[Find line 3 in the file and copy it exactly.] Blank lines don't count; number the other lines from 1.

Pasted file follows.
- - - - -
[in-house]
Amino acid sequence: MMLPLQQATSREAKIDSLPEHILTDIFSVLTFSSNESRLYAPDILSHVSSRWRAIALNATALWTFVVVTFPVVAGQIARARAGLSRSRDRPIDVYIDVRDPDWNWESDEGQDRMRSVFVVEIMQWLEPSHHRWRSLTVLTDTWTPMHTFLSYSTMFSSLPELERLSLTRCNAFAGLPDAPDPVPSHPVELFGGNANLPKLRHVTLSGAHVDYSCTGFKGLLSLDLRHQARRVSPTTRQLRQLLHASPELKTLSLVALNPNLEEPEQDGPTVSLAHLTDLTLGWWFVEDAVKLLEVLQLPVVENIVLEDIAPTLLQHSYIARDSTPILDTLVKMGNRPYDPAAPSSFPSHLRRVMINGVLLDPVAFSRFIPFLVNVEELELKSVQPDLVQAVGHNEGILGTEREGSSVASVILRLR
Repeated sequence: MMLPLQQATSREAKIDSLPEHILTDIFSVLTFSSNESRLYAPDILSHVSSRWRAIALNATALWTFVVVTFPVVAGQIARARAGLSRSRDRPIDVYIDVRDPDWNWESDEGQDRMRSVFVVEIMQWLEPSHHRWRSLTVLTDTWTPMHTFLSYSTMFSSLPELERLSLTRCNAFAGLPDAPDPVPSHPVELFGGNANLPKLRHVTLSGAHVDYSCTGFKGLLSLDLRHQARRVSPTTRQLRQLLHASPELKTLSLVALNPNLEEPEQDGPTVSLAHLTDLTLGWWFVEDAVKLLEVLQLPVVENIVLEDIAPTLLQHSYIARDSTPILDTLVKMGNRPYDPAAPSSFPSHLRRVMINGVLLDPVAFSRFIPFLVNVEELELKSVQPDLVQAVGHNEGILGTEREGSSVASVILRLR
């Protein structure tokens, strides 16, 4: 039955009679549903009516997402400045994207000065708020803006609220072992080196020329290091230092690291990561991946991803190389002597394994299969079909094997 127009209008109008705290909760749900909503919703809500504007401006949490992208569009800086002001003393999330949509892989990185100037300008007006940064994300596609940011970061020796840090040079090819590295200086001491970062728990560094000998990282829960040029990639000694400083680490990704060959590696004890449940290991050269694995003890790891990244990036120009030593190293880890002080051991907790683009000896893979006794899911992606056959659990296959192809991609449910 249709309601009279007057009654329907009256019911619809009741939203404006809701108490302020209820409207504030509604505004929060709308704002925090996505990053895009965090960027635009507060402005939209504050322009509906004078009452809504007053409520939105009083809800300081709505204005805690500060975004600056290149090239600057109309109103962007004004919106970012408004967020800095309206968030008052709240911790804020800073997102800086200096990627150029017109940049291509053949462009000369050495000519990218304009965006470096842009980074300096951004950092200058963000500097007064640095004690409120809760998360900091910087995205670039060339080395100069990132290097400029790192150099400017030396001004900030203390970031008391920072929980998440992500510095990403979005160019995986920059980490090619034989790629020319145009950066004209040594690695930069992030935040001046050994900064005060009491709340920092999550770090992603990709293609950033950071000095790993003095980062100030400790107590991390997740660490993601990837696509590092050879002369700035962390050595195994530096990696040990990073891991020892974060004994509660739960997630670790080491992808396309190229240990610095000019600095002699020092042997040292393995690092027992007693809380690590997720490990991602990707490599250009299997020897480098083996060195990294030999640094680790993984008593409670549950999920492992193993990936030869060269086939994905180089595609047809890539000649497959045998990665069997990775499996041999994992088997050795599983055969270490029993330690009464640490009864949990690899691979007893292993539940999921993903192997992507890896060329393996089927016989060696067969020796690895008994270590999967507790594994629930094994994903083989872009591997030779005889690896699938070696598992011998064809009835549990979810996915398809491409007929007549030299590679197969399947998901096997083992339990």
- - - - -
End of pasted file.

Repeated sequence: MMLPLQQATSREAKIDSLPEHILTDIFSVLTFSSNESRLYAPDILSHVSSRWRAIALNATALWTFVVVTFPVVAGQIARARAGLSRSRDRPIDVYIDVRDPDWNWESDEGQDRMRSVFVVEIMQWLEPSHHRWRSLTVLTDTWTPMHTFLSYSTMFSSLPELERLSLTRCNAFAGLPDAPDPVPSHPVELFGGNANLPKLRHVTLSGAHVDYSCTGFKGLLSLDLRHQARRVSPTTRQLRQLLHASPELKTLSLVALNPNLEEPEQDGPTVSLAHLTDLTLGWWFVEDAVKLLEVLQLPVVENIVLEDIAPTLLQHSYIARDSTPILDTLVKMGNRPYDPAAPSSFPSHLRRVMINGVLLDPVAFSRFIPFLVNVEELELKSVQPDLVQAVGHNEGILGTEREGSSVASVILRLR